New York Fracking Study Offers Warning for California
Oakland, CA-Late yesterday, New York released a several-thousand-page environmental impact study, following seven years of investigations, showing that high-volume hydraulic fracturing (fracking) poses potentially significant risks to health and the environment. The report raises numerous concerns about fracking that will likely be replicated in California or other areas where fracking goes forward, including potential health threats from air and water pollution, contamination of drinking water and surface water, climate change impacts, earthquakes, and detrimental effects on local communities’ quality of life.
“California should heed New York’s example and put our residents’ health and our natural environment before oil and gas industry profits,” said Michael Green, Executive Director of the Center for Envronmental Health (CEH). “As this study clearly shows, if fracking isn’t safe for New Yorkers, it won’t be safe for Californians either.”
While the report from New York includes some concerns specific to the region, most of the health and environmental concerns it raises are likely to be similar, or in some cases more troubling in California. For example, the study notes that “The high volume of water associated with hydraulic fracturing may also result in significant adverse impacts relating to water supplies (and) other water resources…” Given the dire drought conditions in California, there is no justification for using such immense water resources to unearth climate-destroying fossil fuels.
Contrary to industry claims about the increasing evidence of the safety of fracking, the New York study concludes that “(T)he uncertainty regarding the potential significant adverse environmental and public health impacts has been growing over time.” Some of the concerns raised by the New York report that should also concern Californians include:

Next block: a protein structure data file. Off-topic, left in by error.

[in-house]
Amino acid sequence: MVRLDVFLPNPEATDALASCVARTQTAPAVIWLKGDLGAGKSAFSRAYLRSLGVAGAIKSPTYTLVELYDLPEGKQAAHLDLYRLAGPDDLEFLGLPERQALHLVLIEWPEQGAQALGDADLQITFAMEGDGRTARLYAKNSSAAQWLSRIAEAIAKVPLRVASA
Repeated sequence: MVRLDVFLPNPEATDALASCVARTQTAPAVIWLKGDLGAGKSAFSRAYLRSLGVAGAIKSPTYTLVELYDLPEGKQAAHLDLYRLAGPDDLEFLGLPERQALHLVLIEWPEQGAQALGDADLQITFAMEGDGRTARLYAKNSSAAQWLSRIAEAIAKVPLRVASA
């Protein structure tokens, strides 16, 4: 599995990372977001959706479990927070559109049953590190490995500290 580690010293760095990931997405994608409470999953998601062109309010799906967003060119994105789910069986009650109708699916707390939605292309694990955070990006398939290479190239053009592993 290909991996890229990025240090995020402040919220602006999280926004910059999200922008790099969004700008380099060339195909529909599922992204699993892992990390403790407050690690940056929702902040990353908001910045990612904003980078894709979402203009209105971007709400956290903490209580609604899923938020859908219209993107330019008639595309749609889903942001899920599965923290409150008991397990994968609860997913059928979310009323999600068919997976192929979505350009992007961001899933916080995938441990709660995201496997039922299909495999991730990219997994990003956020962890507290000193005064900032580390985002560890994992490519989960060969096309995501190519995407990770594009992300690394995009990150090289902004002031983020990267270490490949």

- Air pollution due to increased levels of particulate matter, diesel exhaust, and/or volatile organic chemicals, with potential increases in respiratory health problems;
- Drinking water pollution from underground contamination by methane and/or fracking chemicals;
- Surface spills with potential soil, groundwater, and surface water contamination, and/or surface water contamination from inadequate wastewater treatment;
- Increased risks of earthquakes;
- Climate change effects due to releases of methane and other volatile organic chemicals;
- Unavoidable impacts to natural wildlife habitats and harmful effects on overall natural resource biodiversity;
- Detrimental effects on neighboring communities’ quality-of-life, including increased vehicle traffic, road damage, noise, odor complaints, and increased local demand for housing and medical care; and
- Suppressing investment in and use of clean energy alternatives, such as renewable solar and wind, or energy efficiency.
Two peer-reviewed studies co-authored by CEH have documented air pollution risks from fracking and the increased risks of reproductive and developmental health problems from chemicals used in fracking. Hundreds of toxic chemicals, including chemicals known to cause cancer and other serious diseases are used in fracking fluids. As the New York report notes, fracking creates “some significant adverse impacts that are simply unavoidable.”
The Center for Environmental Health (CEH) is the leading national nonprofit committed to ending health threats from toxic chemicals in our air, water, food and in products we use every day. CEH protects children and families from harmful chemicals by working with communities, consumers, workers, and government to demand and support safer business practices. We also work with major industries and leaders in green business to promote healthier alternatives to toxic products and practices.Tags: energy, environment, fracking, health, hydraulic fracturing